The Adirondacks have never faced a bigger threat.
The Sierra Club’s Adirondack Committee has joined a lawsuit with another grassroots environmental organization, Protect the Adirondacks!, and with three local Adirondack property owners, to challenge the Adirondack Park Agency’s (APA) issuance of a permit for a 6,000-acre mega-development resort in the heart of the Adirondack Park, on the mountainsides outside of the village of Tupper Lake.
The proposed development, the Adirondack Club & Resort, is the largest development ever approved in the Adirondack Park. Its approval has been considered by many to be the worst decision in the 40-year history of the APA, a state agency created to protect the “natural, scenic, aesthetic, ecological, wildlife, historic, recreational, or open space resources of the Park.” The proposed mega-resort has been called “sprawl on steroids” by one conservationist.
•The proposed development spans a wildlife corridor between the High Peaks Wilderness, on the east, and a 500,000-acre area proposed as the Great Oswegatchie Canoe Wilderness, on the west. It is adjacent to the pristine14,600-acre Follensby Pond tract, recently acquired by the Nature Conservancy; this was the site of the renowned 1858 “Philosophers’ Camp” of Ralph Waldo Emerson and friends.
The proposed 6,000+ acre development plan calls for 206 single family homes, 453 multiplex units, an equestrian center, a marina, a 60- room lodge, parking for 900 cars, and 15 miles of roads and driveways. Lots for several so- called “great camps” in the back-country will range in size from 111 to 770 acres.
• The APA erred in approving a permit for a project, more than 77% of which is located on lands classified under the APA Act as “resource management,” intended to be used for timber production or agriculture. These lands give the Park its own space character, along with the Forest Preserve, and approval of this project by the APA sets a terrible precedent.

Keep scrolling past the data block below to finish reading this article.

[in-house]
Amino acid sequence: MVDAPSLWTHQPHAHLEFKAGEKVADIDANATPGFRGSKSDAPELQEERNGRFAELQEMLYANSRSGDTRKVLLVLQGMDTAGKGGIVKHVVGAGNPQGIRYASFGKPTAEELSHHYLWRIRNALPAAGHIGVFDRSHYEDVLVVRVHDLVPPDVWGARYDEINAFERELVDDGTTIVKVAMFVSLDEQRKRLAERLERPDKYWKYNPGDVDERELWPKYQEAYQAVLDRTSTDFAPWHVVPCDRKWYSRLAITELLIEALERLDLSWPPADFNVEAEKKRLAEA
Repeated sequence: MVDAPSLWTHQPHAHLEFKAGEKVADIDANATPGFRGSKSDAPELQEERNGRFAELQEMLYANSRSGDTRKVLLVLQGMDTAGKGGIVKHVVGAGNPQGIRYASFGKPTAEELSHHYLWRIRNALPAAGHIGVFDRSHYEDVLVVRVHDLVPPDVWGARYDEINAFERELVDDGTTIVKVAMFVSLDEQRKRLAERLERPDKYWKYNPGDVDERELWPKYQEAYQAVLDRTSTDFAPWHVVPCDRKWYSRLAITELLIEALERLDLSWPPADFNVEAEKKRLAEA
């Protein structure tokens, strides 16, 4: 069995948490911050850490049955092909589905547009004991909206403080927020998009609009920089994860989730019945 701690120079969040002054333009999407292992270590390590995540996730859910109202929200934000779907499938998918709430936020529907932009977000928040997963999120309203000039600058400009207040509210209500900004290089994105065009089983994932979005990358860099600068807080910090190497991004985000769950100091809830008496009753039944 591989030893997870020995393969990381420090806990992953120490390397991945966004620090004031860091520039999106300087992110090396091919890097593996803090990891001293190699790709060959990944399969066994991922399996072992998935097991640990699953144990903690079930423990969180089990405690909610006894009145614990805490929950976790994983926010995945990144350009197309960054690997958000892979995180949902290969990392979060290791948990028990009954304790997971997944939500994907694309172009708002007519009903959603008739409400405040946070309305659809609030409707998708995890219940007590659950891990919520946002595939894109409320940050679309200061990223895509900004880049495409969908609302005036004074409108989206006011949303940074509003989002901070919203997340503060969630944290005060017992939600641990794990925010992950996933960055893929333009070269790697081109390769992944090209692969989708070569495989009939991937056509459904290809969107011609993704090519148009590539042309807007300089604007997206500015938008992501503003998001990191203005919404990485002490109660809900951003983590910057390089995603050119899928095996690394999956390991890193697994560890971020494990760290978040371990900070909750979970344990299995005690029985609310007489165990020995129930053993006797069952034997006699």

• The APA erred by failing to require that the developer’s proposal include more than a cursory wildlife impact study, then postponing that study until after the development takes place! (Note: Expert testimony introduced at the APA hearing by conservation organizations found no fewer than 11 species of amphibians alone not listed in the developer’s wildlife impact study.)
This permitting action by the APA sets a very dangerous precedent, which, if left unchallenged, could set the stage for sprawl development all across the Adirondack Park.
When you donate to the Adiron-dack Defense Fund, you help:
• support legal actions to reign in those who would intentionally ignore, or thoughtlessly misinterpret, the rules and regulations of the Adirondack Park Agency,
• promote one of the Adirondack Committee’s primary projects, the creation of wilderness canoe areas and riparian wildlife corridors; and
• educate Sierra Club members and supporters about the importance of protecting and preserving open space Adirondack lands as “Forever Wild,” in keeping with the legacy of Article 14 of the New York State Constitution, approved in 1894.
In this time of global climate change, preserving the large, intact wilderness cores and open space corridors of the Adirondacks will help all species of wildlife, both animal and plant, adapt and adjust to the changing habitats of this increasingly fragile environment.